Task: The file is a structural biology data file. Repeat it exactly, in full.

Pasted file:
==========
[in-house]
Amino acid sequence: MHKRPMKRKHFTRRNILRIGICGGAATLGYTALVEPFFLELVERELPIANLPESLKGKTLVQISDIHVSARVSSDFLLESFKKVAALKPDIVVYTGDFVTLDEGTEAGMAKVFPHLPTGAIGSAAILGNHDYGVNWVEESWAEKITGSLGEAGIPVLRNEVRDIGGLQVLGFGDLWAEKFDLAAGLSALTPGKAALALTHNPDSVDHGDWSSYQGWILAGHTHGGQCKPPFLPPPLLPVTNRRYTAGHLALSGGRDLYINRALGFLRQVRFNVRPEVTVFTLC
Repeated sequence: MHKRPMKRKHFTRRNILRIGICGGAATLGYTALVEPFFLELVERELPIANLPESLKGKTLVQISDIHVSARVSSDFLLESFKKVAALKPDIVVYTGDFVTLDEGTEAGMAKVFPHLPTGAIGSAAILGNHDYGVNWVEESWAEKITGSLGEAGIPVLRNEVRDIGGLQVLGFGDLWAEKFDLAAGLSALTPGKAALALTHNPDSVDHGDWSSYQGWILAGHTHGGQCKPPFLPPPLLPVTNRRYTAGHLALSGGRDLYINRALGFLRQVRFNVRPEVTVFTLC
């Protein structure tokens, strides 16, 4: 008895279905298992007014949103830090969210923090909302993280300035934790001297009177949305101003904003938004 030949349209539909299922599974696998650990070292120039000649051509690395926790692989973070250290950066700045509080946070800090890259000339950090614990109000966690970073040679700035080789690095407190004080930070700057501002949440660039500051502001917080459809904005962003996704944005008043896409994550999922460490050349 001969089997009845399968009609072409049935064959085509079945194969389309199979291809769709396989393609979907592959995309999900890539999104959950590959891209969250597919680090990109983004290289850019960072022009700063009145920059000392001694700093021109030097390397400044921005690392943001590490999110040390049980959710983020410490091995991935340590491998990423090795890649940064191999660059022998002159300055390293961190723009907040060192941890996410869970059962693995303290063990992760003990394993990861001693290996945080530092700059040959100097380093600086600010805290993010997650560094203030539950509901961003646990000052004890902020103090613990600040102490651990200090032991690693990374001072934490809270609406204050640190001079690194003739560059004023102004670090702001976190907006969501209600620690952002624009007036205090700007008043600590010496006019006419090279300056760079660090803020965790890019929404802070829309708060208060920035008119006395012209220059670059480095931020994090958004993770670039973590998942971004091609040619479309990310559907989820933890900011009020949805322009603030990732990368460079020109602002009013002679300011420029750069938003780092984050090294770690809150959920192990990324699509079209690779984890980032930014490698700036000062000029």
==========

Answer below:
[in-house]
Amino acid sequence: MHKRPMKRKHFTRRNILRIGICGGAATLGYTALVEPFFLELVERELPIANLPESLKGKTLVQISDIHVSARVSSDFLLESFKKVAALKPDIVVYTGDFVTLDEGTEAGMAKVFPHLPTGAIGSAAILGNHDYGVNWVEESWAEKITGSLGEAGIPVLRNEVRDIGGLQVLGFGDLWAEKFDLAAGLSALTPGKAALALTHNPDSVDHGDWSSYQGWILAGHTHGGQCKPPFLPPPLLPVTNRRYTAGHLALSGGRDLYINRALGFLRQVRFNVRPEVTVFTLC
Repeated sequence: MHKRPMKRKHFTRRNILRIGICGGAATLGYTALVEPFFLELVERELPIANLPESLKGKTLVQISDIHVSARVSSDFLLESFKKVAALKPDIVVYTGDFVTLDEGTEAGMAKVFPHLPTGAIGSAAILGNHDYGVNWVEESWAEKITGSLGEAGIPVLRNEVRDIGGLQVLGFGDLWAEKFDLAAGLSALTPGKAALALTHNPDSVDHGDWSSYQGWILAGHTHGGQCKPPFLPPPLLPVTNRRYTAGHLALSGGRDLYINRALGFLRQVRFNVRPEVTVFTLC
């Protein structure tokens, strides 16, 4: 008895279905298992007014949103830090969210923090909302993280300035934790001297009177949305101003904003938004 030949349209539909299922599974696998650990070292120039000649051509690395926790692989973070250290950066700045509080946070800090890259000339950090614990109000966690970073040679700035080789690095407190004080930070700057501002949440660039500051502001917080459809904005962003996704944005008043896409994550999922460490050349 001969089997009845399968009609072409049935064959085509079945194969389309199979291809769709396989393609979907592959995309999900890539999104959950590959891209969250597919680090990109983004290289850019960072022009700063009145920059000392001694700093021109030097390397400044921005690392943001590490999110040390049980959710983020410490091995991935340590491998990423090795890649940064191999660059022998002159300055390293961190723009907040060192941890996410869970059962693995303290063990992760003990394993990861001693290996945080530092700059040959100097380093600086600010805290993010997650560094203030539950509901961003646990000052004890902020103090613990600040102490651990200090032991690693990374001072934490809270609406204050640190001079690194003739560059004023102004670090702001976190907006969501209600620690952002624009007036205090700007008043600590010496006019006419090279300056760079660090803020965790890019929404802070829309708060208060920035008119006395012209220059670059480095931020994090958004993770670039973590998942971004091609040619479309990310559907989820933890900011009020949805322009603030990732990368460079020109602002009013002679300011420029750069938003780092984050090294770690809150959920192990990324699509079209690779984890980032930014490698700036000062000029």